A Matter of Balance, available through your area agency on aging, is a program that helps reduce the fear of falling and increase activity levels among older adults. Participants learn about the importance of exercise in preventing falls; practice exercises to improve strength, coordination and balance; see how to conduct a home safety evaluation; and gain strategies to get up and down safely. Participants engage in 25 minutes of exercise at the start of each class.
May 2018: Know Your Risks
The best way to prevent a fall? Know your risk of falling
Falling is not a normal part of aging, and most falls can be prevented. But you can’t prevent a fall unless you recognize that there is a risk. Do any of the following statements applies to you or a loved one?
Give yourself one point for each statement you answered with “yes.” (Add two points for items marked with “*.” If you scored four points or more, you may be at increased risk for falls. Talk to your health care provider and ask for a comprehensive falls risk assessment. Be prepared to talk about your history of falls, your medications and your physical activity level.
You can also take an interactive version of this assessment, with results you can print and take to your doctor.
Once you know what is putting you at risk for a fall, your next step is to do whatever you need to do help prevent a fall. Visit www.steadyu.ohio.gov for tips and resources.
April 2018: Keep the Spring In Your Step
Keep the Spring in Your Step and Avoid Weather Related Falls
After a long, hard winter, Spring is finally here. We can get out and enjoy the outdoors and get some much-needed exercise. However, severe spring weather and other conditions can increase your risk of falling:
Falls are not a normal part of aging, but as we age, we may be more susceptible to serious injury from a fall. One in three Ohioans age 65 and older will fall this year, and that rate goes up to one in two after age 79.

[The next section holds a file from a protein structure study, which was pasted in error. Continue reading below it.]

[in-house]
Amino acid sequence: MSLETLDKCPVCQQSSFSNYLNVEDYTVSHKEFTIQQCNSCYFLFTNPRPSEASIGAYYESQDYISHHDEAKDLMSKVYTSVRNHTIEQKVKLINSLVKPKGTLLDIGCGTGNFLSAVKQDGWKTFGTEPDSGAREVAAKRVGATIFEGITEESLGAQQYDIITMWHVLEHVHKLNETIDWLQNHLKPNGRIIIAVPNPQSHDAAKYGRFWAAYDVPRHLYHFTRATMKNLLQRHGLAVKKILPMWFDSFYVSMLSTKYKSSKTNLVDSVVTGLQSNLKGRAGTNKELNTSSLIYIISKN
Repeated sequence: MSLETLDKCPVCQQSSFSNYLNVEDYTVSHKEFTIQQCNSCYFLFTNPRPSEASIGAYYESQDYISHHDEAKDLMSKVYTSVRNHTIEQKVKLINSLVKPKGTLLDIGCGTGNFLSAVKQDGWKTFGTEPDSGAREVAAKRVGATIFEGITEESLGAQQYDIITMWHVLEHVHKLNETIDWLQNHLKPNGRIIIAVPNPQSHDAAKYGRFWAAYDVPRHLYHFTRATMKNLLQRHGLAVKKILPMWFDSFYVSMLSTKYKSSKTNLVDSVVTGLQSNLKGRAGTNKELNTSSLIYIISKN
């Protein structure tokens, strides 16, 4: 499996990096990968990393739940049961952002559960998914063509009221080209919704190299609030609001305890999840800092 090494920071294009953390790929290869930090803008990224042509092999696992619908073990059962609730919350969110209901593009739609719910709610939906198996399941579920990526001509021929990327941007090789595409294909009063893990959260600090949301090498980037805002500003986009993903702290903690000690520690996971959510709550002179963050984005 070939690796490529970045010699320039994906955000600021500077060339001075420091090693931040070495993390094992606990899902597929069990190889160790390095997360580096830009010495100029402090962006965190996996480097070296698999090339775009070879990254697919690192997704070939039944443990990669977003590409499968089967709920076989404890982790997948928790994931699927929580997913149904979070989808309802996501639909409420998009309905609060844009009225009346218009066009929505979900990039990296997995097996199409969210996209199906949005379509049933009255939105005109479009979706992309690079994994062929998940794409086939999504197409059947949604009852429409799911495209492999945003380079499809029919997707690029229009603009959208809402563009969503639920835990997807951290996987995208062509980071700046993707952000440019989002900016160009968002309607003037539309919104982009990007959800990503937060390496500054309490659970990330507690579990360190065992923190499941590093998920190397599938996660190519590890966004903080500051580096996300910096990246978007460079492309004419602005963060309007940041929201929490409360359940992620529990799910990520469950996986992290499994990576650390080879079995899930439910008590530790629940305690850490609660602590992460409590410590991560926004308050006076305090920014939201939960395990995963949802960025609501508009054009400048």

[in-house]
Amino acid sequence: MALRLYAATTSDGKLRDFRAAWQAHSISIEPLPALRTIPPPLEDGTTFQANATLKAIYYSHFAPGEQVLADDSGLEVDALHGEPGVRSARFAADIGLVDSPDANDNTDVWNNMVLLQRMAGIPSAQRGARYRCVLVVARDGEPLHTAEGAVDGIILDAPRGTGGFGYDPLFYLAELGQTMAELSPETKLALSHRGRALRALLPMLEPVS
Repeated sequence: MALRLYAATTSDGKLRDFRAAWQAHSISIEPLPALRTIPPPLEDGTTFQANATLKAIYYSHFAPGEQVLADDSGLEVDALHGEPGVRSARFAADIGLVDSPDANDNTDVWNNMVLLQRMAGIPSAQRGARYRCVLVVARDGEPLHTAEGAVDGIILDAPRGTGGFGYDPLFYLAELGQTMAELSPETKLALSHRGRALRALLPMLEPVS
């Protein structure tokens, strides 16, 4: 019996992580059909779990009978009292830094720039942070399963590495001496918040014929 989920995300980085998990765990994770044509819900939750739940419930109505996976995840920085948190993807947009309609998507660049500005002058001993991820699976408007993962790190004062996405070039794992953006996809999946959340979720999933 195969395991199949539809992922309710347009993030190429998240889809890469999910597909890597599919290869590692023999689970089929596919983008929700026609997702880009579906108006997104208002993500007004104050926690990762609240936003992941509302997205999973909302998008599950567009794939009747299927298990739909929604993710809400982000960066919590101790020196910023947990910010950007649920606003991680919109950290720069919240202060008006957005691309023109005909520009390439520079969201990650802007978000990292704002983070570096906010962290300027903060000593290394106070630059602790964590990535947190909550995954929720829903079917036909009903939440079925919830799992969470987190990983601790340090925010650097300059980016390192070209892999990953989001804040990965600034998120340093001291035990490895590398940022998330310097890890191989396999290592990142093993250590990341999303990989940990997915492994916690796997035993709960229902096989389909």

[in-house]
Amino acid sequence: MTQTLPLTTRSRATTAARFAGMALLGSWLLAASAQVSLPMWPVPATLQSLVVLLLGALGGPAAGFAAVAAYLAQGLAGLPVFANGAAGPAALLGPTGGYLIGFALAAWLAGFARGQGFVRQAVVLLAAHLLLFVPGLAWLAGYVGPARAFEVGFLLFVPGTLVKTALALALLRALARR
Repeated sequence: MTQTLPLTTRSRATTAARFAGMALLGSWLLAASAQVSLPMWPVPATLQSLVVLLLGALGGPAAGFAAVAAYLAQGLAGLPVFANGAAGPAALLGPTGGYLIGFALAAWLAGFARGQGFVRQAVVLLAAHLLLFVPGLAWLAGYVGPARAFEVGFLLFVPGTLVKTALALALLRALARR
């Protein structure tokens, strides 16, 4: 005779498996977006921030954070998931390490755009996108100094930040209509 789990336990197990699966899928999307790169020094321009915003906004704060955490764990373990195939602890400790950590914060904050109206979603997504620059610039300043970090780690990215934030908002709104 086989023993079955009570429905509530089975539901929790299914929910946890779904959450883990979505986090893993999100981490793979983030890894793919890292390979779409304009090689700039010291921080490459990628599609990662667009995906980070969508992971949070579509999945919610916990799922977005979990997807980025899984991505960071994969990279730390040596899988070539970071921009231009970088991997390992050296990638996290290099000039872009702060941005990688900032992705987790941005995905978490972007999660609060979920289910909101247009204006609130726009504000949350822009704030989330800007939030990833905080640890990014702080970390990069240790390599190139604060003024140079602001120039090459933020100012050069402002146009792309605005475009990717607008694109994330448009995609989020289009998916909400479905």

Fortunately, most falls can be prevented when you understand your risks and take steps to remove or avoid hazards.
March 2018: A Prescription to Prevent Falls
STEADY U Ohio thanks Ruth Emptage, PharmD, BCGP, The Ohio State University College of Pharmacy, Ohio Pharmacists Association for contributing this article.
Medications are one of the best ways to treat chronic conditions and other health issues. Unfortunately, they can sometimes cause side effects, such as putting a person at risk for falls. There are five key ways to minimize your risk of falls from medications.
Medications that affect the brain, blood pressure and blood sugar are the most likely to contribute to increased risk for falls. Medications for sleep or anxiety, referred to as "psychoactive" medicines, can contribute to an increased risk of falls. Non-prescription medications which have PM in the name contain a medication called diphenhydramine (brand name Benadryl) are also known to increase fall risk. Reduce your falls risk by talking to your pharmacist!
February 2018: Don't Fall For Me, Valentine!
This Valentine’s Day, tell your loved one: “Don’t fall for me!”
Love is in the air, but hidden falls risks may be underfoot for someone you love. You could celebrate this time of love and devotion with just flowers or a box of chocolates. Or you could help the people you care about most prevent falls and fall-related injuries. Valentine’s day provides a great opportunity to talk about falls prevention in a fun way, while showing how deeply you care.
The STEADY U Ohio initiative suggests discussing these falls risk factors with older loved ones:
Visit www.steadyu.ohio.gov for more tips and resources to prevent falls.
January 2018: Winter Falls Prevention
Take steps to prevent a fall this winter!
One of the biggest risks from wintry weather is falling, particularly among older adults. Icy conditions make it harder to stay on your feet, and the cold may cause us to limit our activity, which can lead to loss of strength and balance. Be Winter STEADY with these tips to stay on your feet this winter: